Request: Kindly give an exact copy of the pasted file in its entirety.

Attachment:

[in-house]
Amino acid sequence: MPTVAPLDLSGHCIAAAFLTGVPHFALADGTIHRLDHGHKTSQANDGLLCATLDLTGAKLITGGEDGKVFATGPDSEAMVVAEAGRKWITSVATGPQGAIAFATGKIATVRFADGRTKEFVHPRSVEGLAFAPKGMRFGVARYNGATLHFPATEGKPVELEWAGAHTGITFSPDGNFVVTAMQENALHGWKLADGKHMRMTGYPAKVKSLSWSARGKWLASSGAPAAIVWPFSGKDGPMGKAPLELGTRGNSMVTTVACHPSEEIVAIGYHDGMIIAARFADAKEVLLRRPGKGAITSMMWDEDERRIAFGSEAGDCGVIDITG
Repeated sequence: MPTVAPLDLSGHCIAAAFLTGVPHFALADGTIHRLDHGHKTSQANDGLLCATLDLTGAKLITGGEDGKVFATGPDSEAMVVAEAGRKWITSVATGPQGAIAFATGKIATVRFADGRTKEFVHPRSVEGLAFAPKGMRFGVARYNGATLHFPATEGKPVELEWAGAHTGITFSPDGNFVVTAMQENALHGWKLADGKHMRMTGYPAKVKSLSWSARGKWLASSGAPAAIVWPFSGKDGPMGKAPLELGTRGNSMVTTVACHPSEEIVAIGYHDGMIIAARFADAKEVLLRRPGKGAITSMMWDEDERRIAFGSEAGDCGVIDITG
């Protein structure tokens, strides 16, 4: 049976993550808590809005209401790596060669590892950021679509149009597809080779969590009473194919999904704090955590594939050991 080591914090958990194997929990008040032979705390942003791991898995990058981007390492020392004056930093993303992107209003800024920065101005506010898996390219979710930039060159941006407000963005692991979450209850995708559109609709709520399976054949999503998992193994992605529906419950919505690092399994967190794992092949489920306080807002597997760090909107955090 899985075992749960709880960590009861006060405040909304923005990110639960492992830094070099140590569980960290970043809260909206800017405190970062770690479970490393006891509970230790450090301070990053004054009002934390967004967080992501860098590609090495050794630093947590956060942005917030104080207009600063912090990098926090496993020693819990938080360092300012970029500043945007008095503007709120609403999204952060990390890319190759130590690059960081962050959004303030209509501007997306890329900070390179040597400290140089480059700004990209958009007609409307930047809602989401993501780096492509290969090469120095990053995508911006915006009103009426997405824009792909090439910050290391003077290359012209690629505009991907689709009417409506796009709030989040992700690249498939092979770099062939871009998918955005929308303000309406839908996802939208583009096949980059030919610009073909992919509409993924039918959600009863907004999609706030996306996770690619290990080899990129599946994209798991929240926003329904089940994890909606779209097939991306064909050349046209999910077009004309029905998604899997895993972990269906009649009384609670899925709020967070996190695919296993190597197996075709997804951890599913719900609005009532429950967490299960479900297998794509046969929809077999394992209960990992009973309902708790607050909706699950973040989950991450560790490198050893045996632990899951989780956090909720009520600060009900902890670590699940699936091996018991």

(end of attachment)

[in-house]
Amino acid sequence: MPTVAPLDLSGHCIAAAFLTGVPHFALADGTIHRLDHGHKTSQANDGLLCATLDLTGAKLITGGEDGKVFATGPDSEAMVVAEAGRKWITSVATGPQGAIAFATGKIATVRFADGRTKEFVHPRSVEGLAFAPKGMRFGVARYNGATLHFPATEGKPVELEWAGAHTGITFSPDGNFVVTAMQENALHGWKLADGKHMRMTGYPAKVKSLSWSARGKWLASSGAPAAIVWPFSGKDGPMGKAPLELGTRGNSMVTTVACHPSEEIVAIGYHDGMIIAARFADAKEVLLRRPGKGAITSMMWDEDERRIAFGSEAGDCGVIDITG
Repeated sequence: MPTVAPLDLSGHCIAAAFLTGVPHFALADGTIHRLDHGHKTSQANDGLLCATLDLTGAKLITGGEDGKVFATGPDSEAMVVAEAGRKWITSVATGPQGAIAFATGKIATVRFADGRTKEFVHPRSVEGLAFAPKGMRFGVARYNGATLHFPATEGKPVELEWAGAHTGITFSPDGNFVVTAMQENALHGWKLADGKHMRMTGYPAKVKSLSWSARGKWLASSGAPAAIVWPFSGKDGPMGKAPLELGTRGNSMVTTVACHPSEEIVAIGYHDGMIIAARFADAKEVLLRRPGKGAITSMMWDEDERRIAFGSEAGDCGVIDITG
């Protein structure tokens, strides 16, 4: 049976993550808590809005209401790596060669590892950021679509149009597809080779969590009473194919999904704090955590594939050991 080591914090958990194997929990008040032979705390942003791991898995990058981007390492020392004056930093993303992107209003800024920065101005506010898996390219979710930039060159941006407000963005692991979450209850995708559109609709709520399976054949999503998992193994992605529906419950919505690092399994967190794992092949489920306080807002597997760090909107955090 899985075992749960709880960590009861006060405040909304923005990110639960492992830094070099140590569980960290970043809260909206800017405190970062770690479970490393006891509970230790450090301070990053004054009002934390967004967080992501860098590609090495050794630093947590956060942005917030104080207009600063912090990098926090496993020693819990938080360092300012970029500043945007008095503007709120609403999204952060990390890319190759130590690059960081962050959004303030209509501007997306890329900070390179040597400290140089480059700004990209958009007609409307930047809602989401993501780096492509290969090469120095990053995508911006915006009103009426997405824009792909090439910050290391003077290359012209690629505009991907689709009417409506796009709030989040992700690249498939092979770099062939871009998918955005929308303000309406839908996802939208583009096949980059030919610009073909992919509409993924039918959600009863907004999609706030996306996770690619290990080899990129599946994209798991929240926003329904089940994890909606779209097939991306064909050349046209999910077009004309029905998604899997895993972990269906009649009384609670899925709020967070996190695919296993190597197996075709997804951890599913719900609005009532429950967490299960479900297998794509046969929809077999394992209960990992009973309902708790607050909706699950973040989950991450560790490198050893045996632990899951989780956090909720009520600060009900902890670590699940699936091996018991």